While many European cities’ gay Pride events seem only to get bigger, London’s has become a shadow of its former self. Where once the capital’s gay community would take over a London park with an array of club tents and live acts for one of the biggest parties of the year, the focus is now much more on celebrating the cultural side of gay life. As such, club promoters Orange Nation – the minds behind London club nights such as Beyond, Orange, A:M, Later, Deelooded and Gravity – saw a gap in the market and took their As One night, held since 2010 at Vauxhall's Fire, to Victoria Park.

The organisers must have been punching the air on Sunday morning, as the sun decided to make a guest appearance for the inaugural As One in the Park and stayed for the whole event. It probably made a huge difference to the turn out, but even then, while the atmosphere was buzzing and there were plenty of people around, this fledgling festival didn’t feel full to capacity.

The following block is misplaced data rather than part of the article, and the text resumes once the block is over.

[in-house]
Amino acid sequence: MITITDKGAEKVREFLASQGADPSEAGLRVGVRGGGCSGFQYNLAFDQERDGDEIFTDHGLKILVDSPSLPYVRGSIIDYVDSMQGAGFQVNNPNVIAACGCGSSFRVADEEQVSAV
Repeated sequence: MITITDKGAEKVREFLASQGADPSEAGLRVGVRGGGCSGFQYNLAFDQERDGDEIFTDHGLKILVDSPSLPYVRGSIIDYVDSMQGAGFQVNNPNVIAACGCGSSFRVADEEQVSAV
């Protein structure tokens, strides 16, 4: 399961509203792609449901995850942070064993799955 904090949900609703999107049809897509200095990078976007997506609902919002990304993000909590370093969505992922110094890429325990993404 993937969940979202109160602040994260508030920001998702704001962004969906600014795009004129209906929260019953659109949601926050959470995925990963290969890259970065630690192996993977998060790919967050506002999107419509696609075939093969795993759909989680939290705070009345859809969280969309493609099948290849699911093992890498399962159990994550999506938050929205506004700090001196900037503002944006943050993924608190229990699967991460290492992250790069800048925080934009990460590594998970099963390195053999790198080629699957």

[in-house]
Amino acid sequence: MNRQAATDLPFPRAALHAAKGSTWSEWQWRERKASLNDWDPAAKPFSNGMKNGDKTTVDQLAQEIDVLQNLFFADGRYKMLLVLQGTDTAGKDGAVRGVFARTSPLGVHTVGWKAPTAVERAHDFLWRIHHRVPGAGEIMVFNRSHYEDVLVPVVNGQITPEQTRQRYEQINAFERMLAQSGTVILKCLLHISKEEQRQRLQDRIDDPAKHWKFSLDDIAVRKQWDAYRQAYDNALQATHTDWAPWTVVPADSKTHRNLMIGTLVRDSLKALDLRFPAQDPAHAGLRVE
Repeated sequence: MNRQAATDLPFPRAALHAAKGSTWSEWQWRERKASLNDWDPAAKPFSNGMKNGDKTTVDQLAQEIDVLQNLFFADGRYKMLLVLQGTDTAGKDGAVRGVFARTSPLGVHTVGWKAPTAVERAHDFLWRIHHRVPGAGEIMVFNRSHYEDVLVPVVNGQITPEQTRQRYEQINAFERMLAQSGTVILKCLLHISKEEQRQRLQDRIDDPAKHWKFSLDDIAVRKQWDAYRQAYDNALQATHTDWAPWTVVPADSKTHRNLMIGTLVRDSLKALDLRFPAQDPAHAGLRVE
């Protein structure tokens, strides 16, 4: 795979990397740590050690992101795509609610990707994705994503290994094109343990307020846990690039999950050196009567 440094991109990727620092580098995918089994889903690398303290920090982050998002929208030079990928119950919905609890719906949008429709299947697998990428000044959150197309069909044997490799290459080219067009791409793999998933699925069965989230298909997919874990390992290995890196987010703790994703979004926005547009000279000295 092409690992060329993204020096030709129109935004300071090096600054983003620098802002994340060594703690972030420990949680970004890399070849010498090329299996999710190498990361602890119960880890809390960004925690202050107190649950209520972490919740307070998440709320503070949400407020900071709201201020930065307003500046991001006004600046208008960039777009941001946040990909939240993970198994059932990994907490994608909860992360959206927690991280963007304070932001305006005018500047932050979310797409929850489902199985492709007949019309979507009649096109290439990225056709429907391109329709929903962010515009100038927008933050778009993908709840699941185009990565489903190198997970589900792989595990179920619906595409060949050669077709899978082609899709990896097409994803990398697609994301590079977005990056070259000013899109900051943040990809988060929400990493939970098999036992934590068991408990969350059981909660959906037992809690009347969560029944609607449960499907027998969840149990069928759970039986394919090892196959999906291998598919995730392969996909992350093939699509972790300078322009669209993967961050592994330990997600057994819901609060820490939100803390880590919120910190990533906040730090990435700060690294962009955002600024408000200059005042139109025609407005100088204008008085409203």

Potential punters might have been put off by the overly chart-pop line-up. The first talking point of the afternoon was infamous X Factor contestant Rylan, who injected even more camp into the likes of Psy’s Gangnam Style and the Spice Girls, and then talked a lot as well to a generally bemused crowd.

He was later followed by fellow X Factor alumni Union J, who did a bunch of covers and shamelessly aped every 90s boyband cliché they could. One Direction won’t be concerned about the competition.

In-between the X Factor re-run, though, As One in the Park capitalised on unexpectedly making headlines the other week by getting former foe Helen Mirren to come on stage and introduce the Batala London drummers. It was all a far cry from her storming out of Gielgud Theatre in full dress as the Queen to berate the drummers outside promoting the festival. She did, though, still complain the music was “too loud”.

Aside from the main stage, As One had a host of dance tents that made a reasonable attempt to represent the diversity of London’s gay scene. From cabaret at Madame Jo Jo’s to the female-centric FindHrr Girls Arena and the unfortunately tucked away Popstarz bandstand, there was, as they say, something for everyone. But easily the most popular area was the Circuit Arena tent, packed out with primped and preened muscle boys and playing host to a number of DJs including Roger Sanchez and Boy George, the latter of whom drew a large crowd with his pleasing, straightforward house set.